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2 down a lot to go. - Karin Michelle Stewart-Baxter
kvetchurstalin
kvetchurstalin
2 down a lot to go.
I can cross two more movies off my list.

I watched One Flew Over the Cuckoo's Nest and Rashomon last night.

One Flew Over the Cuckoo's Nest gets a 9/10. I tried to think of negatives about the movie and I really couldn't come up with any other than that bitch nurse, but we're supposed to hate her. The reason it gets a 9 instead of a 10 is I never give out 10s. The acting was superb, and the story was amazing. Not to mention Jack Nicholson is fucking hot as hell in it.

Rashomon was a bit disappointing. I should have known I wouldn't like it a whole lot, considering I'm not a huge fan of old Chinese movies. (Unfortunately there are a few more on the list.) The storyline was intriguing, for which I can't even give credit to the movie itself. It was a short story. 2 of the main characters kept laughing very poorly and it was very distracting. There were far too many instances of no dialogue which made it hard to keep interest, and there was no beautiful cinematography to make up for it. It gets a 5/10, only redeemed by the premise. And I guess it was probably pretty great for its genre and time.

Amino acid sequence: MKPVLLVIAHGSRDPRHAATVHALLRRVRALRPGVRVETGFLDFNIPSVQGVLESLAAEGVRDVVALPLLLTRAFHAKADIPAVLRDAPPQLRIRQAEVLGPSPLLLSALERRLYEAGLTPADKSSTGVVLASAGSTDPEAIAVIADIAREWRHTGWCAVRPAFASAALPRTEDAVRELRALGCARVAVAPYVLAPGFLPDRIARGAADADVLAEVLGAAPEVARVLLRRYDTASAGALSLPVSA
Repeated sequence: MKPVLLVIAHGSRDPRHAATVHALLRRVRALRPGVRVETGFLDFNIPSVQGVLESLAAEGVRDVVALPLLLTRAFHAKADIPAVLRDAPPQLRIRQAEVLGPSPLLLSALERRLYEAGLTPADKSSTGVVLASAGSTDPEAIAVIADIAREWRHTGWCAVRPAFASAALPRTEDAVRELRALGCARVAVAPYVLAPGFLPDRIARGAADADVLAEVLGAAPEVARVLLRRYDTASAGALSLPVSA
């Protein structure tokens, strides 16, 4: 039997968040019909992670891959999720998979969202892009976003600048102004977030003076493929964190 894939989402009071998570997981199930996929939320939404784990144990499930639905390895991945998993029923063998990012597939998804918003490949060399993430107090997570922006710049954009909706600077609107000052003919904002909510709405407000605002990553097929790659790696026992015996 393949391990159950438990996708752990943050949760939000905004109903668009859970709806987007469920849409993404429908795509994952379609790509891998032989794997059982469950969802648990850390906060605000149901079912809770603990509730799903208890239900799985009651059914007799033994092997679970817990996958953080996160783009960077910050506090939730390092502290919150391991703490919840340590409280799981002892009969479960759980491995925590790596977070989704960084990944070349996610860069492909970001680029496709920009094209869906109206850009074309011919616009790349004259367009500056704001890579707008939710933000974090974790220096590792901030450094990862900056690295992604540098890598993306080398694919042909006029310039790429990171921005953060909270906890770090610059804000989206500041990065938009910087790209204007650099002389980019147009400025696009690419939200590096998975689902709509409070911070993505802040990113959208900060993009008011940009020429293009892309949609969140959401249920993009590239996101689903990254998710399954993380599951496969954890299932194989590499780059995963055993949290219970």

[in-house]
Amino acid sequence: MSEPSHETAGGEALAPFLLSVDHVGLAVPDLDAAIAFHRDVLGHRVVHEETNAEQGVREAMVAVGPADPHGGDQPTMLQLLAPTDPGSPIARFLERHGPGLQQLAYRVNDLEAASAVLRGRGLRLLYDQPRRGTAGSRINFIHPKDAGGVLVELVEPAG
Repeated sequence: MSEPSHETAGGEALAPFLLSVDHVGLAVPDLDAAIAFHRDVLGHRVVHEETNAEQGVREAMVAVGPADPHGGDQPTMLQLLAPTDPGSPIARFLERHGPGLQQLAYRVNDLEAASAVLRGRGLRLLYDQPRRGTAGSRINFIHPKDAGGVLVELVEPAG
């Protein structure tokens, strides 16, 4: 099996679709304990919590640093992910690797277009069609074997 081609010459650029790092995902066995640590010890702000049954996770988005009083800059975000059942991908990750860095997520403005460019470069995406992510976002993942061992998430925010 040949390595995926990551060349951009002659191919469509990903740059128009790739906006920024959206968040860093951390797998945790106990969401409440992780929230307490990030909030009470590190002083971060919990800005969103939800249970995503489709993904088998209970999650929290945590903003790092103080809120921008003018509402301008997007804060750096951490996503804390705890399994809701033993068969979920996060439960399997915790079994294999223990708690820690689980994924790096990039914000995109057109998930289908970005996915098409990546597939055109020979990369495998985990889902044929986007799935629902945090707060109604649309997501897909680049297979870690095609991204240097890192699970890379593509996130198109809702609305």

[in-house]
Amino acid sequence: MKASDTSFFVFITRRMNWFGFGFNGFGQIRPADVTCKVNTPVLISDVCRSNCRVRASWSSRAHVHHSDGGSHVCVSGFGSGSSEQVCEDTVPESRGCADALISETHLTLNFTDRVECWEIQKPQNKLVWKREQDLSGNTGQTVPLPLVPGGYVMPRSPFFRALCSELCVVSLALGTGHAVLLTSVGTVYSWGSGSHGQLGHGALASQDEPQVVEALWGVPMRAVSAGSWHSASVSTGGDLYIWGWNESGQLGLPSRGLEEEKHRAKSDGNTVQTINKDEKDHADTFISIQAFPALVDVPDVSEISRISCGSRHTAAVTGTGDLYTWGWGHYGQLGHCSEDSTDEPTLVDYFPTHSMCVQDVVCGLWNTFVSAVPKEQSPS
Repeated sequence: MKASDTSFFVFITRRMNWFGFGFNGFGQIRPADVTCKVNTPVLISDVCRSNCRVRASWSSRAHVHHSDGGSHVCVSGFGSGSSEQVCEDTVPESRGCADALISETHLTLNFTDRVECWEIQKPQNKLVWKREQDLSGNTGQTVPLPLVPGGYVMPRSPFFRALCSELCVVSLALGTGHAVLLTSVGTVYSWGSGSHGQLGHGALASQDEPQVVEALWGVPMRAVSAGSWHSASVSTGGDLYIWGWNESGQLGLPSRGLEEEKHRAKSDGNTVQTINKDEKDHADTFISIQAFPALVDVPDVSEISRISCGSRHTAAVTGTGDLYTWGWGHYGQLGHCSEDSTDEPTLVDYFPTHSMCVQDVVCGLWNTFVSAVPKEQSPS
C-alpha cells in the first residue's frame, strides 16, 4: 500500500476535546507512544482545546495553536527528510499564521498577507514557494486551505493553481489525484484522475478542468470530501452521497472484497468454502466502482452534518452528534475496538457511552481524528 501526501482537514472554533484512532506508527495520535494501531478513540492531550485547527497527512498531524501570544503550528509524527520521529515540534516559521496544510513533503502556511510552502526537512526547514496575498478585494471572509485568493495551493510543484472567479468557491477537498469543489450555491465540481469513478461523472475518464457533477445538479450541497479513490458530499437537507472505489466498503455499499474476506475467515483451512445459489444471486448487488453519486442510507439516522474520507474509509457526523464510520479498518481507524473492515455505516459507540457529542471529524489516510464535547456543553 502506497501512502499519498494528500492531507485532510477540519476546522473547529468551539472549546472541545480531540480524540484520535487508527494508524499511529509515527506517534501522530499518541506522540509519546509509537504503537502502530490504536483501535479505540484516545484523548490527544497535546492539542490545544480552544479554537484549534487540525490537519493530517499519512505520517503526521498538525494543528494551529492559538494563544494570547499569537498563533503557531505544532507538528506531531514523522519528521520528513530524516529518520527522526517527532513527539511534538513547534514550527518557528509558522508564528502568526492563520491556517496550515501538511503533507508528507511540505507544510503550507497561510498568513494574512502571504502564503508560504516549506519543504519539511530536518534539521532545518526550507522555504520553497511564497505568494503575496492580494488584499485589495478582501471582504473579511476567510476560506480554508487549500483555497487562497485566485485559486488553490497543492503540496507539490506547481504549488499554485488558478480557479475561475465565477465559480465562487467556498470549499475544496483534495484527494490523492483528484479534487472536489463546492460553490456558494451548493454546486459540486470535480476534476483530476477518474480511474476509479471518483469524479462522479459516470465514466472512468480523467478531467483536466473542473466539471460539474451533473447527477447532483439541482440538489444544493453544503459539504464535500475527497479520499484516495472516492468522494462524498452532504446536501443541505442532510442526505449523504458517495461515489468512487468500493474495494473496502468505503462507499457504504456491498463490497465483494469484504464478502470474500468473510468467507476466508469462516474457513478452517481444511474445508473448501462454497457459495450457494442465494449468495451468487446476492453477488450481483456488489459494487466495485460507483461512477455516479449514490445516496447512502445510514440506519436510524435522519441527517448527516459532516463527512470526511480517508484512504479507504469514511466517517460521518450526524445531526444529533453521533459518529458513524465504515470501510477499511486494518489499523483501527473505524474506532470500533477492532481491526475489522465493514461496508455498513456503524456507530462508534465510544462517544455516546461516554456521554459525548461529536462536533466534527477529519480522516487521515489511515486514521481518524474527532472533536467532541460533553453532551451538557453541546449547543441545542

I don't know if I'm gonna continue with these reviews or not. If you have any interest in learning my opinion on about 200 movies let me know, haha.

Here is the updated list for those who are interested.

In other news, listening to Deadboy and the Elephantmen while you're in a sad mood does in fact make you feel even more sad.

Current Mood: discontent discontent
Current Music: What the Stars Have Eaten | Deadboy and the Elephantmen

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Comments
From: jiveturky Date: April 9th, 2008 12:59 am (UTC) (Link)
Rashomon is Japanese, not Chinese, and reflects a lot of the traditional storytelling of the country. I also think it is a tad dry at times, and I'm glad I'm not the only person who found the laughing irritating.

However, it's at least a historically important film, for its influence on alternative structuring of a film as well as certain camera techniques (for instance, in the very beginning, the camera points straight up at the sky, showing the sun flickering through the leaves. Francis Ford Coppola has used the same kind of shot in his movies, including Apocalypse Now). Tarantino's films are some that draw a lot from Rashomon, as well as Jim Jarmusch's.
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